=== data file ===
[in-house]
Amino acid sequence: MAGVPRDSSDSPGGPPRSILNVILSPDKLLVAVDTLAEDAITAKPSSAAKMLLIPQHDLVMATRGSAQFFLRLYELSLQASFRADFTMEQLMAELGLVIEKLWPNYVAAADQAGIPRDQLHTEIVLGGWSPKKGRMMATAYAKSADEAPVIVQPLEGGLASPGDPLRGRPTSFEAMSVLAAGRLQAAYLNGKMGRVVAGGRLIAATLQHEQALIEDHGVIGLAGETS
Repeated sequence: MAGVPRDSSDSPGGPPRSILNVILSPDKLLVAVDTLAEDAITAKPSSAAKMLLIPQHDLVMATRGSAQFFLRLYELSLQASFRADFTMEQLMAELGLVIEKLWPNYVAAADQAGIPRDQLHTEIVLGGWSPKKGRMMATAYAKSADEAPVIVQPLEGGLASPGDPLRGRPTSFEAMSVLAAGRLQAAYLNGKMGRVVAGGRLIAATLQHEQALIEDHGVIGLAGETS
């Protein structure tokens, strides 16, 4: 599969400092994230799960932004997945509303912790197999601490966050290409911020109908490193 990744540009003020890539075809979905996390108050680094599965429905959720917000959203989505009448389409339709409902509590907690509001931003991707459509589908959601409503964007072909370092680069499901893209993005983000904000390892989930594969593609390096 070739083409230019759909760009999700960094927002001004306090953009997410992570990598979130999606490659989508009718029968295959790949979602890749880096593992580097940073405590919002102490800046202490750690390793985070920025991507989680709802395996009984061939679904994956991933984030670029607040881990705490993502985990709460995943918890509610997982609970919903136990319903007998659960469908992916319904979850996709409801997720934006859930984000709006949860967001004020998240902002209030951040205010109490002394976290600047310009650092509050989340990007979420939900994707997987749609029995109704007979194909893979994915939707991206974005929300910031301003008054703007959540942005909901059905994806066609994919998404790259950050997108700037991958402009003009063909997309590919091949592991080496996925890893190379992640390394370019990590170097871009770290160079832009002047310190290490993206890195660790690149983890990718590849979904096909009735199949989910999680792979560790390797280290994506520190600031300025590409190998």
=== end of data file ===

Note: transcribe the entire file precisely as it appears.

[in-house]
Amino acid sequence: MAGVPRDSSDSPGGPPRSILNVILSPDKLLVAVDTLAEDAITAKPSSAAKMLLIPQHDLVMATRGSAQFFLRLYELSLQASFRADFTMEQLMAELGLVIEKLWPNYVAAADQAGIPRDQLHTEIVLGGWSPKKGRMMATAYAKSADEAPVIVQPLEGGLASPGDPLRGRPTSFEAMSVLAAGRLQAAYLNGKMGRVVAGGRLIAATLQHEQALIEDHGVIGLAGETS
Repeated sequence: MAGVPRDSSDSPGGPPRSILNVILSPDKLLVAVDTLAEDAITAKPSSAAKMLLIPQHDLVMATRGSAQFFLRLYELSLQASFRADFTMEQLMAELGLVIEKLWPNYVAAADQAGIPRDQLHTEIVLGGWSPKKGRMMATAYAKSADEAPVIVQPLEGGLASPGDPLRGRPTSFEAMSVLAAGRLQAAYLNGKMGRVVAGGRLIAATLQHEQALIEDHGVIGLAGETS
């Protein structure tokens, strides 16, 4: 599969400092994230799960932004997945509303912790197999601490966050290409911020109908490193 990744540009003020890539075809979905996390108050680094599965429905959720917000959203989505009448389409339709409902509590907690509001931003991707459509589908959601409503964007072909370092680069499901893209993005983000904000390892989930594969593609390096 070739083409230019759909760009999700960094927002001004306090953009997410992570990598979130999606490659989508009718029968295959790949979602890749880096593992580097940073405590919002102490800046202490750690390793985070920025991507989680709802395996009984061939679904994956991933984030670029607040881990705490993502985990709460995943918890509610997982609970919903136990319903007998659960469908992916319904979850996709409801997720934006859930984000709006949860967001004020998240902002209030951040205010109490002394976290600047310009650092509050989340990007979420939900994707997987749609029995109704007979194909893979994915939707991206974005929300910031301003008054703007959540942005909901059905994806066609994919998404790259950050997108700037991958402009003009063909997309590919091949592991080496996925890893190379992640390394370019990590170097871009770290160079832009002047310190290490993206890195660790690149983890990718590849979904096909009735199949989910999680792979560790390797280290994506520190600031300025590409190998």